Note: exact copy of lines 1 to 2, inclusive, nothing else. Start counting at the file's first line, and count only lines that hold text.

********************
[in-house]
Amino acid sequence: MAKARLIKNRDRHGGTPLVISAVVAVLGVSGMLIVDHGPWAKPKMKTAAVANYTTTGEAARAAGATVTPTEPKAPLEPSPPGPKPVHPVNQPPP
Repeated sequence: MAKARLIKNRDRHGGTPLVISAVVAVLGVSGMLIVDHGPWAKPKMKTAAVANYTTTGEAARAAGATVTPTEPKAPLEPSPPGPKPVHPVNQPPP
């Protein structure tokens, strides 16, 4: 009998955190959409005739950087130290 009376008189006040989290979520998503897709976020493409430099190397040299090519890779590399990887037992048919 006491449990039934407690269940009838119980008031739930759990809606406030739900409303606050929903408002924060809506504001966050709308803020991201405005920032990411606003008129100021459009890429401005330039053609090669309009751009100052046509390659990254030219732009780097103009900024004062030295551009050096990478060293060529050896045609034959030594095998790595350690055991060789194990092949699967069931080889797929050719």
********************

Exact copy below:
[in-house]
Amino acid sequence: MAKARLIKNRDRHGGTPLVISAVVAVLGVSGMLIVDHGPWAKPKMKTAAVANYTTTGEAARAAGATVTPTEPKAPLEPSPPGPKPVHPVNQPPP